Common cat parasite affects human brains

August 2, 2006

U.S. researchers say more than a quarter of the world's population is infected with a feline parasite related to malaria and which causes personality changes.

The Toxoplasma-gondii is spread by cats to humans and other animal species, including rats, and can lead to suicidal tendencies, said Dr. Kevin Lafferty, of the University of California at Santa Barbara in the journal Proceedings of the Royal Society, Biology.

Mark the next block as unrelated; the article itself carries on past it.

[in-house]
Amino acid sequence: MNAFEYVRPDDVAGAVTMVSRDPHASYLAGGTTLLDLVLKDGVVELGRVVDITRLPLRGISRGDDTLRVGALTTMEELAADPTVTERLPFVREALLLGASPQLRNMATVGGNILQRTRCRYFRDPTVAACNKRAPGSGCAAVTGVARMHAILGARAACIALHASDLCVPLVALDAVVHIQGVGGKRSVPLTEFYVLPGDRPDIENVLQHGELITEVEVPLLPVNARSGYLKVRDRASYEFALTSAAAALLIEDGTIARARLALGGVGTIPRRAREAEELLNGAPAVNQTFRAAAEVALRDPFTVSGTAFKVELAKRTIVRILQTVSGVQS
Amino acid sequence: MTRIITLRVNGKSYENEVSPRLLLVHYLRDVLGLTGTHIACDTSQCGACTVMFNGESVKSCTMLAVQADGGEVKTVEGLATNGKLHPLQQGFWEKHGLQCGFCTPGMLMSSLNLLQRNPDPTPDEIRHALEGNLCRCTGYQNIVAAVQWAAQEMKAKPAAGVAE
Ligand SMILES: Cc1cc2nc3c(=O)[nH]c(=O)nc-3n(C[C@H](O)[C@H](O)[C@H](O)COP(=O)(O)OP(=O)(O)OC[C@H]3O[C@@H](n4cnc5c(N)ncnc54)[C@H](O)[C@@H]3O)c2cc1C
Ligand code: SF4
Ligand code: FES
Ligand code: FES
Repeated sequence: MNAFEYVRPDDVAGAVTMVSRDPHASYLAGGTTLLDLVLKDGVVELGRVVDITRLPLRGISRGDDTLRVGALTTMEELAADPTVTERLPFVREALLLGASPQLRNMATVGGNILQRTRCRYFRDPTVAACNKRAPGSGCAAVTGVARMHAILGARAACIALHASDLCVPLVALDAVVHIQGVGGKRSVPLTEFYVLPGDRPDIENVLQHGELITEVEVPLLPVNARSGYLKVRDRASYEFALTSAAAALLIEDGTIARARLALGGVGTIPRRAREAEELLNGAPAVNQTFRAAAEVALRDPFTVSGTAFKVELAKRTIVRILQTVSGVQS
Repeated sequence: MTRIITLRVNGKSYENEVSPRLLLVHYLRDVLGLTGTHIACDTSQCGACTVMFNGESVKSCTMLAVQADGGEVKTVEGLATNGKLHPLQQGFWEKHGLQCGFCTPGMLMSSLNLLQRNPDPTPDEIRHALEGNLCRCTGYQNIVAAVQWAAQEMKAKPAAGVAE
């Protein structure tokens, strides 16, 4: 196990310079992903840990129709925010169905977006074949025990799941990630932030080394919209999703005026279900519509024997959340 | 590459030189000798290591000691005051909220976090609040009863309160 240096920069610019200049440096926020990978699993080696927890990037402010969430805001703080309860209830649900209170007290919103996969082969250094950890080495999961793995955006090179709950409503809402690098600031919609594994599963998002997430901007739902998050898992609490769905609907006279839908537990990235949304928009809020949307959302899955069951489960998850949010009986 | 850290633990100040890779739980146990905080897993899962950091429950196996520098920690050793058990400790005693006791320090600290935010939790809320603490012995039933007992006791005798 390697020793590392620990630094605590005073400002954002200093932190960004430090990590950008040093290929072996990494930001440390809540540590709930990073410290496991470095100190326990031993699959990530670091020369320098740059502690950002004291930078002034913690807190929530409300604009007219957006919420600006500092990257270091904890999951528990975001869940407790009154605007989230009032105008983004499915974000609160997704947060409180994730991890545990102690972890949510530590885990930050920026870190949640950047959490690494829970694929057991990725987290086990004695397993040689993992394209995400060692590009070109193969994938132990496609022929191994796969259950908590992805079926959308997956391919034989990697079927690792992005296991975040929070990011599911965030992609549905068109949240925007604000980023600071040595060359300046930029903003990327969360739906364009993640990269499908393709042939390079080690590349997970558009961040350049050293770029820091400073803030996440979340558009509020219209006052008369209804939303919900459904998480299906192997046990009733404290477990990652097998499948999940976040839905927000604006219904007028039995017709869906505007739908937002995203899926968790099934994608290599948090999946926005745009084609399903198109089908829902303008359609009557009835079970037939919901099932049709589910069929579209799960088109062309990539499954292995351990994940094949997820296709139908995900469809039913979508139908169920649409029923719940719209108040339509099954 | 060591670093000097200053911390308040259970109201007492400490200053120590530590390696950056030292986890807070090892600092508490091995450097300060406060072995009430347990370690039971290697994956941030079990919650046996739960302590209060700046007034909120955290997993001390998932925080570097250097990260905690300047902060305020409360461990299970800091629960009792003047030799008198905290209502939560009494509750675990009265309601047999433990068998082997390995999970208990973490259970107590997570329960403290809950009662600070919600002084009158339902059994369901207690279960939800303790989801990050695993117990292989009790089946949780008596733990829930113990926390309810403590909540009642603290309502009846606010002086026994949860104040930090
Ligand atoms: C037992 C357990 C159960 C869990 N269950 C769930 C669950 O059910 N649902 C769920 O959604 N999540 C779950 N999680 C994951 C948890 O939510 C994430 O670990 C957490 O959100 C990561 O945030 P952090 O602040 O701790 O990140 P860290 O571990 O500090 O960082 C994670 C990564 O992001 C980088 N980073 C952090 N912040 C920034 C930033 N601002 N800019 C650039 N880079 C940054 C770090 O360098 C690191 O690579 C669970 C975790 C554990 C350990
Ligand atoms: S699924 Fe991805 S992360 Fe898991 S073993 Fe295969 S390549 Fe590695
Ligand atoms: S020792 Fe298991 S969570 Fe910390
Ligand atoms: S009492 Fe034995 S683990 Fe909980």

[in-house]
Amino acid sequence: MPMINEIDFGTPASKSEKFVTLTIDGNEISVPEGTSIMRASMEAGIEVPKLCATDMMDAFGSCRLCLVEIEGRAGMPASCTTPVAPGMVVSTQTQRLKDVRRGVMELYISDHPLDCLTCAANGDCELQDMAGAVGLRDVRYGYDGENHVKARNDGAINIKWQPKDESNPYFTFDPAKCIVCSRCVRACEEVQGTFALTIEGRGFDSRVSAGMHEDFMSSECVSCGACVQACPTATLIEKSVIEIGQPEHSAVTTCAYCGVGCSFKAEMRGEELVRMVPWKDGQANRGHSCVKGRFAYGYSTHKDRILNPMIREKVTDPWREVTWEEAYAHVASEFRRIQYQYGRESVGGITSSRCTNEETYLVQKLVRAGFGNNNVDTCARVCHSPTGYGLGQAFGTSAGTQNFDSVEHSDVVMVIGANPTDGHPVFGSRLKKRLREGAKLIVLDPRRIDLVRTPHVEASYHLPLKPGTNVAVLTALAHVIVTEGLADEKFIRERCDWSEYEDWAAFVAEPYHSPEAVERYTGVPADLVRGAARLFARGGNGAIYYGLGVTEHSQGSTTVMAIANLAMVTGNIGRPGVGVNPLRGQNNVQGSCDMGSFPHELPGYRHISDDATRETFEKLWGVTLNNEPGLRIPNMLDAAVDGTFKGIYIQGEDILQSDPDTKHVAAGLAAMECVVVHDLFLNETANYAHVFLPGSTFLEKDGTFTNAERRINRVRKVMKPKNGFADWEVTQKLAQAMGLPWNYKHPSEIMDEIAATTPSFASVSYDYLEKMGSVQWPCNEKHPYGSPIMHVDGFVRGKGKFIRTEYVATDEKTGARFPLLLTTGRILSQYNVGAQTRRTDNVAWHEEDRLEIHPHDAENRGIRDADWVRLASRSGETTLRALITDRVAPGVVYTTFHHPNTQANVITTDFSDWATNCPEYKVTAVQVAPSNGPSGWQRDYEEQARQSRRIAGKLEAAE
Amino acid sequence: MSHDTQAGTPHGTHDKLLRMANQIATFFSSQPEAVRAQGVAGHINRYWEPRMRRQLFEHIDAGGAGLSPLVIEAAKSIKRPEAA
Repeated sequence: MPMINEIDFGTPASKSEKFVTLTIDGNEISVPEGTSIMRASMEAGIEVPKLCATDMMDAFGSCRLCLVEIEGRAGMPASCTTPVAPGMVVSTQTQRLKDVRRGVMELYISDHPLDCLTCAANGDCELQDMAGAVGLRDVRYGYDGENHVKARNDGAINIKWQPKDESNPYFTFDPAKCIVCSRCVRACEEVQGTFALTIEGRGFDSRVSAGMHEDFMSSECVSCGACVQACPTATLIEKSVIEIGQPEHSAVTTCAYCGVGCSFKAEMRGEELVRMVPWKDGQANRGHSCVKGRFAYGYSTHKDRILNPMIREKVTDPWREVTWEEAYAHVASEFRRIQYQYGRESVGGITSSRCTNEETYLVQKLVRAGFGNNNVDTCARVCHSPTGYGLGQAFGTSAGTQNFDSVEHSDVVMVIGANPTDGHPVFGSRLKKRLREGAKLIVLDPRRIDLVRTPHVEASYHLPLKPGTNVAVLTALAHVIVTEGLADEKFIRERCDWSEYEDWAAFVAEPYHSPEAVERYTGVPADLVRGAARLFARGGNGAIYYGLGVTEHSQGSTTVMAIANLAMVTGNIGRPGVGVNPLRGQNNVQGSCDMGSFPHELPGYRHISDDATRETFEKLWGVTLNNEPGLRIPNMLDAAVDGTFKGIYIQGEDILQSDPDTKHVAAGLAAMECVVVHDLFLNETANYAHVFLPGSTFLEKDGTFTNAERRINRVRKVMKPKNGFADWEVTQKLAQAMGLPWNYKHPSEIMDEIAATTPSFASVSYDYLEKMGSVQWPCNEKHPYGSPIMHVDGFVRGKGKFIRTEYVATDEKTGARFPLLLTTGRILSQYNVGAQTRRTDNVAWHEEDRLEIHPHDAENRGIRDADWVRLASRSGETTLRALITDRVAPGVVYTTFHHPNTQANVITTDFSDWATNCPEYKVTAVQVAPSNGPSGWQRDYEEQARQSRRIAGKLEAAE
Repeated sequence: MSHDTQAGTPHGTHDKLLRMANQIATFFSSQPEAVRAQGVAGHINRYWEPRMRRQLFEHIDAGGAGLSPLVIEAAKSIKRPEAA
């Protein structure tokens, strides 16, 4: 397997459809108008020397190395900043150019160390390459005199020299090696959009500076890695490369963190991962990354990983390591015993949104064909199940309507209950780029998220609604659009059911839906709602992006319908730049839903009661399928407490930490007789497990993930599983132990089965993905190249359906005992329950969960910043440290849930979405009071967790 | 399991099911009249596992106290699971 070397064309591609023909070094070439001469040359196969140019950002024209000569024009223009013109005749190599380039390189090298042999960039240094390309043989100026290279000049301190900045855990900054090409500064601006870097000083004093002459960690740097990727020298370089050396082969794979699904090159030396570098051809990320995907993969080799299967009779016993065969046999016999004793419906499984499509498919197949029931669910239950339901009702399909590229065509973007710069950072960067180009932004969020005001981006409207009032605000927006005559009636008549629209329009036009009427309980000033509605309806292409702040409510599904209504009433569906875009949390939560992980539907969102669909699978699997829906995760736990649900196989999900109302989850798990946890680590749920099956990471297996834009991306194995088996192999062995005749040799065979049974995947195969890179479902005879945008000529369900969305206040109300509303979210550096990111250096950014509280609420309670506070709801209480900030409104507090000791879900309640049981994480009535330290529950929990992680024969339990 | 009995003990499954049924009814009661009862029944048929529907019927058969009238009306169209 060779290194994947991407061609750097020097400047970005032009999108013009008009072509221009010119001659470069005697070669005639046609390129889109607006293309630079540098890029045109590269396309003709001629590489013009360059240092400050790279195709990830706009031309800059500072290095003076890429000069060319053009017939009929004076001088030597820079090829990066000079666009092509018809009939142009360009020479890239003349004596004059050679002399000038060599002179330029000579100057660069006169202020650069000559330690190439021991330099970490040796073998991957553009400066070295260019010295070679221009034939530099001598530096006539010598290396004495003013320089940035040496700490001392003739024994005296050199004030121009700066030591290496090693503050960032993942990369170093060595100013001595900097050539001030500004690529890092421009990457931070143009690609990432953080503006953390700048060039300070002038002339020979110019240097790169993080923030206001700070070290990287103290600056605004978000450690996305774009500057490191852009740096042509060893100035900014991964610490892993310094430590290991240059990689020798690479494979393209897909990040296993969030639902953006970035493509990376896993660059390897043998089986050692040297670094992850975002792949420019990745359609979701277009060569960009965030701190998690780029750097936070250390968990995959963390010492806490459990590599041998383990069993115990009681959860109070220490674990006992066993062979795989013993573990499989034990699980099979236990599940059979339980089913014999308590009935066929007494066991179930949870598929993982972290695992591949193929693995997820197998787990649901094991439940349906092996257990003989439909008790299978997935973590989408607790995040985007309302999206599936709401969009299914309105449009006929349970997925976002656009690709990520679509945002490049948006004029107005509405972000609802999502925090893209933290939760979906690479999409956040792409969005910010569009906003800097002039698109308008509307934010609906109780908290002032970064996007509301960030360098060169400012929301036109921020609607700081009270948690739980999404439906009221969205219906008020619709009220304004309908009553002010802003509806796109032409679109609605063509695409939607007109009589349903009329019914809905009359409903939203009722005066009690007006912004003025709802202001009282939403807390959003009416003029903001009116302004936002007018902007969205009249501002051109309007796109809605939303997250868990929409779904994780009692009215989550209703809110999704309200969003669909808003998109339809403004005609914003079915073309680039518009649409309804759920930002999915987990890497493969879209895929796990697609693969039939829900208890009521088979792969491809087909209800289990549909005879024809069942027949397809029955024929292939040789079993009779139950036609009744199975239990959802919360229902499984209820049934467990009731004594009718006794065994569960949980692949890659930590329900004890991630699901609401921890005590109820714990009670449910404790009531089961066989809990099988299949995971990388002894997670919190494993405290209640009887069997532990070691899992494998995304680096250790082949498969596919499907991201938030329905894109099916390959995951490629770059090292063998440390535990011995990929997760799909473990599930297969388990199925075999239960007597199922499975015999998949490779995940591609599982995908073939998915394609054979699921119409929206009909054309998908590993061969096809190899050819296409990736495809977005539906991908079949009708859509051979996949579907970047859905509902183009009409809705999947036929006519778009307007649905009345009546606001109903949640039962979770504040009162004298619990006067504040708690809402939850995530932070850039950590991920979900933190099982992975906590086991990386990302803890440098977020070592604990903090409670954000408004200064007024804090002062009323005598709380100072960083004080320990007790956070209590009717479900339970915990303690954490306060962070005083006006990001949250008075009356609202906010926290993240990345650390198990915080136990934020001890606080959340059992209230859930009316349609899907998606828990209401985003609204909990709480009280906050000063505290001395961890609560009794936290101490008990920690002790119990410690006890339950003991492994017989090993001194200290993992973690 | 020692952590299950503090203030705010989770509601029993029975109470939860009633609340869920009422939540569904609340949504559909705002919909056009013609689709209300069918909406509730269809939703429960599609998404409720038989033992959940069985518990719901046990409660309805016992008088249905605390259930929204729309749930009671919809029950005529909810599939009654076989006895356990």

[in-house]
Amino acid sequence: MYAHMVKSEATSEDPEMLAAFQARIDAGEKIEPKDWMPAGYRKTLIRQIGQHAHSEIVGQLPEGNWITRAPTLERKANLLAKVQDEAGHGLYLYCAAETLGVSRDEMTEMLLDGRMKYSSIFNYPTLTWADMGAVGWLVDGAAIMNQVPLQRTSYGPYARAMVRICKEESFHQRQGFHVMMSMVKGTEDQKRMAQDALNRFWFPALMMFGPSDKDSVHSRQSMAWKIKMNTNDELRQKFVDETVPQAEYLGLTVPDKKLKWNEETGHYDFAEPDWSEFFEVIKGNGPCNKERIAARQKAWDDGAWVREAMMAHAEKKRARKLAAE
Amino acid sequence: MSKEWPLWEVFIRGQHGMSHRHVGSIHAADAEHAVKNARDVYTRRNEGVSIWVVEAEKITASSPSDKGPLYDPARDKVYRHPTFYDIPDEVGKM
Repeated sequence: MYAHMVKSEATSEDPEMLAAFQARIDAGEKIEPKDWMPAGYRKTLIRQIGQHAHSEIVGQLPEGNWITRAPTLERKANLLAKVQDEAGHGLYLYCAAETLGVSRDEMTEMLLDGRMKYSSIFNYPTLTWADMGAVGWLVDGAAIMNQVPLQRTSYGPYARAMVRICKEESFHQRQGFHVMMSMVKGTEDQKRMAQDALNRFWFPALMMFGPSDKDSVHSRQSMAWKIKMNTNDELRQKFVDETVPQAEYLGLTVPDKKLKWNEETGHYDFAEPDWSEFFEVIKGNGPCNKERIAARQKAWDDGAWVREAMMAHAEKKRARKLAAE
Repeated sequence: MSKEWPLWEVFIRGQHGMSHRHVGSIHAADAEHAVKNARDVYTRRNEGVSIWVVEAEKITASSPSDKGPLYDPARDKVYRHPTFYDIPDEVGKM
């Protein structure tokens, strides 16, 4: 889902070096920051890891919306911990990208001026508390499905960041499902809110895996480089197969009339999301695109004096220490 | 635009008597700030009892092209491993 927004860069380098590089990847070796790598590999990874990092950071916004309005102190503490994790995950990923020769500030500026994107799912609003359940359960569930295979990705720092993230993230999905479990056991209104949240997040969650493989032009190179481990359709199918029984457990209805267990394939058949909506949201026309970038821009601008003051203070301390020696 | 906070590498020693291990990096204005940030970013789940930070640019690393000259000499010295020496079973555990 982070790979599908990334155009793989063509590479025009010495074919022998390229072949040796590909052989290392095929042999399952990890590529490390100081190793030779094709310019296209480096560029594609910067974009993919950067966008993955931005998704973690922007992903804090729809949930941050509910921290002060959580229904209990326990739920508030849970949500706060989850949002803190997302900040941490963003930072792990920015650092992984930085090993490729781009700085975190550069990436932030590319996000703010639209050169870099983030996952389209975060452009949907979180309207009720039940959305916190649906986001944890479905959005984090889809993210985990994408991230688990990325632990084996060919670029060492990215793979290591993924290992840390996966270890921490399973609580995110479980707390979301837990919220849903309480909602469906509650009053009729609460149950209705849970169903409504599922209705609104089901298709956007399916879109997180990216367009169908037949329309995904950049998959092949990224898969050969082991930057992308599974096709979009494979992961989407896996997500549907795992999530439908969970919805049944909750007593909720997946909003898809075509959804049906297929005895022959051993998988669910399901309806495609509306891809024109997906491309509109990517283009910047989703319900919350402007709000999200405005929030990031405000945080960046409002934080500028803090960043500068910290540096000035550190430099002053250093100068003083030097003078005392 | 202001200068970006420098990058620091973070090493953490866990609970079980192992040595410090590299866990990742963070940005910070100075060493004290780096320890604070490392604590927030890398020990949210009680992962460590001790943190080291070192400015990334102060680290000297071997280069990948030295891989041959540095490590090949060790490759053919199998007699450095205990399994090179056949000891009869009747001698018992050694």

"In populations where this parasite is very common, mass personality modification could result in cultural change," Lafferty wrote.

His study said about 7 percent of Britain's population had the parasite in their brains, while almost 70 percent of people in Brazil were affected.

Lafferty wrote that an infected rat's behavior changes and becomes more active, less cautious and therefore more likely to be caught by a cat.

Earlier research at Imperial College London said the same parasite may trigger schizophrenia, The Telegraph reported.

Copyright 2006 by United Press International

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